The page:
Life Before Dragons
The ferawands and galopticas didn't stand a chance
There weren’t always dragons in the Valley.
Once, there were galopticas and ferawands, but when the ice in the mountain rivers melted it became too wet and humid for the delicate ferawands to survive.
Are you old enough to remember the ferawands? Probably not. My great-grandmother recalled seeing several of them when she was a child. She told me, in her whispering gravel voice, that ferawands were the most resplendent creatures she had ever encountered—more beautiful than the any inspired imagination could conjure. Oh, they were nine-foot-tallish, but so gossamer-thin that they often appeared as tricks of the light; their transparent wings shimmered on moonlit nights and their breastplates were burnished bronze and silver. She’d only heard them speak on one occasion, and that was when the galopticas were night-prowling through the verdelian forest. They alerted each other by chirping, not unlike the sound a domestic cat makes when spotting a birdling. Delicate voices. Michael Jackson whispers. You do remember Michael Jackson, right?
Only wizitches like my great-grandmother could see those magnificent ferawands—well, they were the only humans who could. My Gee G used to tell me I had the gift of being a wizitch, but I certainly never witnessed a ferawand…or a galoptica. It was too late; they were extinct.
Ultimately, you could blame the dragons for that, but I’m getting ahead of myself. So much transpired before the dragons arrived, and even I—an apparently gifted wizitch—don’t know whether they appeared as a result of the cascade of events or whether they themselves caused the cascade.
When the ferawands died out, the galopticas found themselves with no natural, nutritious food source. Ferawands were tricky to capture, but one ferawand could feed a galoptica clan for several days. No bone, no whisper, no bronze, no limb was left unconsumed.
Now, the galopticas were interesting creatures; their three legs were bowed and their bellies round and compact, and with their tiny heads (three, to balance their legs) they looked like milking stools with those crazy 1970s bedside lamps on top (you know, those ones with the bendy arms). They stood less than three feet tall! Despite their clunky appearance, galopticas were quick and skillful hunters, and they could catch a ferawand without much trouble.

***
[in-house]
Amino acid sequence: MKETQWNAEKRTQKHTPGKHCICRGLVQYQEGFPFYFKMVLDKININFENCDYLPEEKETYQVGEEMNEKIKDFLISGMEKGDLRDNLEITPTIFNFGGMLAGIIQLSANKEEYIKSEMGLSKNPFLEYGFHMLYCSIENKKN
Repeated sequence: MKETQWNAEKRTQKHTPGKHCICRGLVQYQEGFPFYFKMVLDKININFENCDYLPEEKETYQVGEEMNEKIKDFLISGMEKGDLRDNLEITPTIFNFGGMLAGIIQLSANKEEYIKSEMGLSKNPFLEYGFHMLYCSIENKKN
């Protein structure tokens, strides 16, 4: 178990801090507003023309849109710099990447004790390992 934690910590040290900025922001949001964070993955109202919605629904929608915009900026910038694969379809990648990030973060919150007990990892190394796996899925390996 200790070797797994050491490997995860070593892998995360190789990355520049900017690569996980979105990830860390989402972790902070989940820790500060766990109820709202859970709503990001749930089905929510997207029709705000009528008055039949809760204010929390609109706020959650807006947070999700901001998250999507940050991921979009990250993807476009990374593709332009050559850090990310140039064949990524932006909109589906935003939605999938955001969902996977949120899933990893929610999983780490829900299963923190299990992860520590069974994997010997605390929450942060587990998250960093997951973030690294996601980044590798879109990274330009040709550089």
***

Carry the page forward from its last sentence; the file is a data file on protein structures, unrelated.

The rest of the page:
But when the waters began to rise, and the temperatures and humidity soared, ferawands began dying at an alarming rate. Their shimmering wings disintegrated in the heat, becoming gummy and useless. The bronze and silver absorbed heat and moisture, and without the use of their wings, they combusted in the humidity. Tragically, the changing climate melted and roasted them to death.
The galopticas wailed and stomped their three chunky legs at the sight of scorched ferawand corpses, and not merely because they’d lost their primary source of sustenance. They sensed there was something more menacing, more horrific, at play. They felt like they were the next dominoes to fall.
As the planet continued to blister and sear, the galopticas took to eating grummaces and portifois—otherwise known as low-hanging fruit. Have you ever eaten an almatifois? You know how bitter they are, right? Well, the portifois and grummaces were the even more acerbic forerunners to almatifois. At least almatifois have some nutritional value—grummaces in particular had only traces of vitamins and minerals.
But the galopticas ate them because they were easy and quick and required no hunting or preparation. Sorta like when we go to the grocery store and buy canned spaghetti…all you do is pop the can, you don’t even need to heat it up. Again, no nutrition, but it’s fast and cheap. It doesn’t take a wizitch to realize we’re not doing ourselves any favors. Why haven’t we learned?
Anyway, I’m getting ahead of myself again. I’m weary, but I can still remember what happened.
Of course, you probably figured out, the galopticas and their three little heads and three little feet didn’t survive long after the ferawands. Their natural habitat had been razed by fire or flooded where the mountain rivers rolled down into the valley. They ate crap food. Were the dragons already there?
My wizitch sense tells me they were, but I’ve never been able to find proof. But dragons breathe fire, and fire melts ice, and fire is…well, it’s deadly. But not for dragons. And humans, well, so far, we’ve learned how to harness it. But give me a few minutes—I need to make myself a drink of almatifois liquortea—and I’ll tell you what happened once the dragons moved in.
About the author
I live with a broken brain and PTSD--but that doesn't stop me! I'm an author, artist, and qualified mediator who loves life's detours.
I co-authored NOT CANCELLED: Canadian Kindness in the Face of COVID-19. I also publish horror stories.
Excellent work. Looking forward to reading more!
Original narrative & well developed characters
Compelling and original writing
Creative use of language & vocab
Easy to read and follow
Well-structured & engaging content
Niche topic & fresh perspectives
Heartfelt and relatable
The story invoked strong personal emotions
Zero grammar & spelling mistakes